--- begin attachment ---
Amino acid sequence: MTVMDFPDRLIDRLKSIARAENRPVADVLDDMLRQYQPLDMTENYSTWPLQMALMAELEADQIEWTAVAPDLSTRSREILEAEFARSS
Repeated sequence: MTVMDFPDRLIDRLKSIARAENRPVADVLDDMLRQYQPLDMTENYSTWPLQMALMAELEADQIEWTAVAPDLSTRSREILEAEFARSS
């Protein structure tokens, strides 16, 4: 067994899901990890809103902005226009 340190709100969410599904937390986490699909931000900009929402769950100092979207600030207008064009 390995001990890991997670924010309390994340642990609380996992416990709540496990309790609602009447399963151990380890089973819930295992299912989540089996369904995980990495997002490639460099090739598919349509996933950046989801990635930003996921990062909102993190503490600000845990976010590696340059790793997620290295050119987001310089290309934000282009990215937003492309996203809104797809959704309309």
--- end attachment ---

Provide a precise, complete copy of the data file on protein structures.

Amino acid sequence: MTVMDFPDRLIDRLKSIARAENRPVADVLDDMLRQYQPLDMTENYSTWPLQMALMAELEADQIEWTAVAPDLSTRSREILEAEFARSS
Repeated sequence: MTVMDFPDRLIDRLKSIARAENRPVADVLDDMLRQYQPLDMTENYSTWPLQMALMAELEADQIEWTAVAPDLSTRSREILEAEFARSS
């Protein structure tokens, strides 16, 4: 067994899901990890809103902005226009 340190709100969410599904937390986490699909931000900009929402769950100092979207600030207008064009 390995001990890991997670924010309390994340642990609380996992416990709540496990309790609602009447399963151990380890089973819930295992299912989540089996369904995980990495997002490639460099090739598919349509996933950046989801990635930003996921990062909102993190503490600000845990976010590696340059790793997620290295050119987001310089290309934000282009990215937003492309996203809104797809959704309309």